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Re^3: How can you sysread an entire file?

by ikegami (Pope)
on Jan 13, 2006 at 22:14 UTC ( #523101=note: print w/ replies, xml ) Need Help??


in reply to Re^2: How can you sysread an entire file?
in thread How can you sysread an entire file?

my $string = do { local $/; <FILEHANDLE> };
looks nicer than
my $string; { local $/; $string = <FILEHANDLE> }
but takes twice as much memory. That's probably not that wise when dealing with entire files.


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Re^4: How can you sysread an entire file?
by BrowserUk (Pope) on Jan 13, 2006 at 22:54 UTC
    takes twice as much memory.

    Do you have some evidence of that as it appears to make no difference at all on my system?

    Update: I take that back. It does double the memory usage.


    Examine what is said, not who speaks -- Silence betokens consent -- Love the truth but pardon error.
    Lingua non convalesco, consenesco et abolesco. -- Rule 1 has a caveat! -- Who broke the cabal?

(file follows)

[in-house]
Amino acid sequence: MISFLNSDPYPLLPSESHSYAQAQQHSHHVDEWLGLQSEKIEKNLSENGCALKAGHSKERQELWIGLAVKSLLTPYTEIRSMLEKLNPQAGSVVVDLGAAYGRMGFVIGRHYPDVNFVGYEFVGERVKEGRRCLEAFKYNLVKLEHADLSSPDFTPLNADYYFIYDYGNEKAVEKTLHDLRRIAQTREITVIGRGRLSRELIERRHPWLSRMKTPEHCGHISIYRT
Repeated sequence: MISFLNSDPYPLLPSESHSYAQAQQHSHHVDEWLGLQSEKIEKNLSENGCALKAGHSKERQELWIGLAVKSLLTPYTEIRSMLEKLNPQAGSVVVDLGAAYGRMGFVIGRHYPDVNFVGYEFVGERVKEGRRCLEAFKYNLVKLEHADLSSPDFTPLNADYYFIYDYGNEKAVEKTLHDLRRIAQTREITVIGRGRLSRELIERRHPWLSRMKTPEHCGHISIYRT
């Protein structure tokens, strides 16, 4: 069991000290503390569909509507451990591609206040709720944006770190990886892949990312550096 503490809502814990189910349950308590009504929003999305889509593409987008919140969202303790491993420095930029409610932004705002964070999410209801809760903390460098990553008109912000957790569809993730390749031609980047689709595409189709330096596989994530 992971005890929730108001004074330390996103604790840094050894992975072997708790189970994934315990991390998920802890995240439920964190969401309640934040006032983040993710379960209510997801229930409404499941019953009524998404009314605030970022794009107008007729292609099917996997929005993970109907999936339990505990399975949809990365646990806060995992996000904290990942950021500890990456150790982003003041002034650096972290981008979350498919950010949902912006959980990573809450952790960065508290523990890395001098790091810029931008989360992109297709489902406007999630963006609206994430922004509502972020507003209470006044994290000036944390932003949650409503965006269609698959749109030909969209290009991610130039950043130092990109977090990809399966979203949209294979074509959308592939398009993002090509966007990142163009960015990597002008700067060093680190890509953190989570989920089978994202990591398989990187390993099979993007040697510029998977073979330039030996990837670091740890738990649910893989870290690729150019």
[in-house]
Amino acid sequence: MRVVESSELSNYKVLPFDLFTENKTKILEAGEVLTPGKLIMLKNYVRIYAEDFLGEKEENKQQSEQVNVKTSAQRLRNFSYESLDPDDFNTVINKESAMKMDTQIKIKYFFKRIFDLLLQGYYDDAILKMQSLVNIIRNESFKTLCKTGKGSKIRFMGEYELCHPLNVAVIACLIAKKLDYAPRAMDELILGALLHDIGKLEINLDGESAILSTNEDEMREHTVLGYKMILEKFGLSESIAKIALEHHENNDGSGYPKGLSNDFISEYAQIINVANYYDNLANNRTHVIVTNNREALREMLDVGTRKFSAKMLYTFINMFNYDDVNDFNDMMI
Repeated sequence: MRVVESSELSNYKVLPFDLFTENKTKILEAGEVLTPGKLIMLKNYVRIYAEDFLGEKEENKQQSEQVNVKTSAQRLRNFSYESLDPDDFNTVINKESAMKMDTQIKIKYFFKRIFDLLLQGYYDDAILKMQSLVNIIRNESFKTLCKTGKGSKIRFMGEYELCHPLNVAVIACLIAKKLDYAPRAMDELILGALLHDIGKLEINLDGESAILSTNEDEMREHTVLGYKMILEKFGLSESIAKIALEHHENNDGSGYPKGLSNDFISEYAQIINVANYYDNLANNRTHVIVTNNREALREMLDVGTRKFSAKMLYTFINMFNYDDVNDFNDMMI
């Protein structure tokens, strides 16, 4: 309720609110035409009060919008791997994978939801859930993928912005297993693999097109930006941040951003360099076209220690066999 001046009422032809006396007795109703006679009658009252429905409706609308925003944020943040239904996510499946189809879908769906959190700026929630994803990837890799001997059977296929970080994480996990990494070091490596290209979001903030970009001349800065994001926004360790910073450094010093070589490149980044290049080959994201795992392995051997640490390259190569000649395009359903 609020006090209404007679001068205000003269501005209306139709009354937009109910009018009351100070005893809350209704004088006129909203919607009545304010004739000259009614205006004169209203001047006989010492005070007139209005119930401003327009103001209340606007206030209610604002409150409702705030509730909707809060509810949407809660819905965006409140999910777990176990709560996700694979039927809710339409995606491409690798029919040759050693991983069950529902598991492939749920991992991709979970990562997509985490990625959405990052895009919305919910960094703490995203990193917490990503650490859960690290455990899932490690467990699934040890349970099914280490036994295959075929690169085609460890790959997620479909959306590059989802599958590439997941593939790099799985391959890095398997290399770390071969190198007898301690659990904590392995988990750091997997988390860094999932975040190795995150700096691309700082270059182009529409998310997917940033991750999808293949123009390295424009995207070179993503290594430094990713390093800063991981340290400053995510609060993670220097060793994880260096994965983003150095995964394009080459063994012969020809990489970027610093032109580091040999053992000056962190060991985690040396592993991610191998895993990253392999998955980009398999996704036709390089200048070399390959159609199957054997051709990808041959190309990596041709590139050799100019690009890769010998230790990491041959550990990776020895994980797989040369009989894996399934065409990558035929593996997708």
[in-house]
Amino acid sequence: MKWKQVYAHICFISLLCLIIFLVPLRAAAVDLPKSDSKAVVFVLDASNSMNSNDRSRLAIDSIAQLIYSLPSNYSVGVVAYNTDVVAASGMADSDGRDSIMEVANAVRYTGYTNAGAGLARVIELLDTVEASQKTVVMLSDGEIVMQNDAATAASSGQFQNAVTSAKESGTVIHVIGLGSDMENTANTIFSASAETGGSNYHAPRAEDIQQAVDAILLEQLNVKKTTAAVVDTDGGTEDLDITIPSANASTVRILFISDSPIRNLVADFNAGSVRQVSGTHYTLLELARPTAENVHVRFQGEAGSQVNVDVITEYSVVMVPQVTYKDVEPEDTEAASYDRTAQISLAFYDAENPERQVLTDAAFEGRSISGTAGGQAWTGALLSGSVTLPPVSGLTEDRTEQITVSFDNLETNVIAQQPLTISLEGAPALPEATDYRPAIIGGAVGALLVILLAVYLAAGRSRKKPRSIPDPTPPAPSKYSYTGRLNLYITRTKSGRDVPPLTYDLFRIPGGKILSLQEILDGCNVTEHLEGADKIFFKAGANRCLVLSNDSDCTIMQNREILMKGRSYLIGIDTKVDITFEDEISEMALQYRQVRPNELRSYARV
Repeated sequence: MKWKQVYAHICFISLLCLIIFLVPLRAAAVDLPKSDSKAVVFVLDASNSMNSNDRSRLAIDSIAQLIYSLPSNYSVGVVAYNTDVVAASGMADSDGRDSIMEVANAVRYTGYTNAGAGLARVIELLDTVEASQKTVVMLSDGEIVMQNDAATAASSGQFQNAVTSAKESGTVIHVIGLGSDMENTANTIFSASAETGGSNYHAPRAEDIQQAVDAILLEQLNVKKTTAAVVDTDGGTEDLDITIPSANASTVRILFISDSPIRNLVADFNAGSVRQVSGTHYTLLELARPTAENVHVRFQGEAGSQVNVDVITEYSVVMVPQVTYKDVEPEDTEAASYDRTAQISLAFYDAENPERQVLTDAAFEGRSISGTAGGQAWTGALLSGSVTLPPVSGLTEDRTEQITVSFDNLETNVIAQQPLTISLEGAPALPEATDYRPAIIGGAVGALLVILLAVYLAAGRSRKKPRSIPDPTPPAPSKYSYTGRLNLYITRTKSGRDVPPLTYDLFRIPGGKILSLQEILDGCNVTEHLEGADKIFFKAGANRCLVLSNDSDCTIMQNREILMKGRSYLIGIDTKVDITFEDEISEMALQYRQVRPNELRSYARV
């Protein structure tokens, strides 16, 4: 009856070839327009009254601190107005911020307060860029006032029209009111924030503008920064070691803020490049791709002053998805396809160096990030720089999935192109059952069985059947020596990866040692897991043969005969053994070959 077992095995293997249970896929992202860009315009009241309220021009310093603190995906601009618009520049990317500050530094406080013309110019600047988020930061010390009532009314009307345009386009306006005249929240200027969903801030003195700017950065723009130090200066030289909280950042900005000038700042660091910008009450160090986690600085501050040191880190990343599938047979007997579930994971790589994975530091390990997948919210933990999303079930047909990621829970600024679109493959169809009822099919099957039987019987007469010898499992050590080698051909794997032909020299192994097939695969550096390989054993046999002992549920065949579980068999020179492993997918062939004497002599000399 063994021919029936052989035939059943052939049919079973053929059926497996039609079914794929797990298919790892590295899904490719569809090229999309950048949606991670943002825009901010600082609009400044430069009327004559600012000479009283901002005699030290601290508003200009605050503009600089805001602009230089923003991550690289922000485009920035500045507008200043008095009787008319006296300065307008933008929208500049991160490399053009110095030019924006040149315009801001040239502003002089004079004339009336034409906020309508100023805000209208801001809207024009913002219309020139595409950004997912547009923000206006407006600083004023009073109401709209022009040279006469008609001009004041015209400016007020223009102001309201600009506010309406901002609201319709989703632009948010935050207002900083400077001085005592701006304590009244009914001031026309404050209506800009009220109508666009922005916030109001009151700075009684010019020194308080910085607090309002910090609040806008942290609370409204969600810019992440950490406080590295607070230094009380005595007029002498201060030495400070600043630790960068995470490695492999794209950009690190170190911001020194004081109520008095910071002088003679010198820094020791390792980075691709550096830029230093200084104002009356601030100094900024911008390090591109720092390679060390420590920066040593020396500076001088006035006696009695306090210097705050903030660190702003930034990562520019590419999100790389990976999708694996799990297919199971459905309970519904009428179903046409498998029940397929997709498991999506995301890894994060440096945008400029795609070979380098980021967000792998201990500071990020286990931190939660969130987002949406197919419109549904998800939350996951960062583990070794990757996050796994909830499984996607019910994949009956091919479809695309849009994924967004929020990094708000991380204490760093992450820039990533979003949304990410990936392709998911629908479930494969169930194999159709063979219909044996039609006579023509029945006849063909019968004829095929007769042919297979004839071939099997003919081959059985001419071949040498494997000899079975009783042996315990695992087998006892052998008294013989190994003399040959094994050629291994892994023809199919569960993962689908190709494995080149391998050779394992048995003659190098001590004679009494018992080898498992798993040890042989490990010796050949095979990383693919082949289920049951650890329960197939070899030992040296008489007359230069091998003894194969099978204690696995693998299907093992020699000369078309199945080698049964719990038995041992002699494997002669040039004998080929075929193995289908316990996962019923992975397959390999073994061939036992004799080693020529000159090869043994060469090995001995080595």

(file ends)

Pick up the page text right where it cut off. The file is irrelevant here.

"Science is about questioning the status quo. Questioning authority".
    In the absence of evidence, opinion is indistinguishable from prejudice.
Re^4: How can you sysread an entire file?
by BrowserUk (Pope) on Jan 13, 2006 at 23:15 UTC

    I think I made an interesting discovery. As you suggest above, if I do this it only makes one copy of the file in memory:

    P:\test>perl -le" my $s; do{ local $/; $s=<>}; print length $s; system qq[tasklist /fi \"pid eq $$\" ]" 1000000.dat 11000001 Image Name PID Session Name Session# Mem Usag +e ========================= ====== ================ ======== =========== += perl.exe 604 0 12,860 +K

    And if I do it this way it uses two copies:

    P:\test>perl -le" my $s=do{ local $/; <>}; print length $s; system qq[tasklist /fi \"pid eq $$\" ]" 1000000.dat 11000001 Image Name PID Session Name Session# Mem Usag +e ========================= ====== ================ ======== =========== += perl.exe 1372 0 23,624 +K

    But what fooled me, as I was using my perl shell, is that if you eval the statement, only one copy is made:

    P:\test>perl -le" my $s = eval q[do{ local $/; <>}]; print length $s; system qq[tasklist /fi \"pid eq $$\" ]" 1000000.dat 11000001 Image Name PID Session Name Session# Mem Usag +e ========================= ====== ================ ======== =========== += perl.exe 1764 0 12,880 +K

    And I can't quite figure out why that should be so?


    Examine what is said, not who speaks -- Silence betokens consent -- Love the truth but pardon error.
    Lingua non convalesco, consenesco et abolesco. -- Rule 1 has a caveat! -- Who broke the cabal?
    "Science is about questioning the status quo. Questioning authority".
    In the absence of evidence, opinion is indistinguishable from prejudice.

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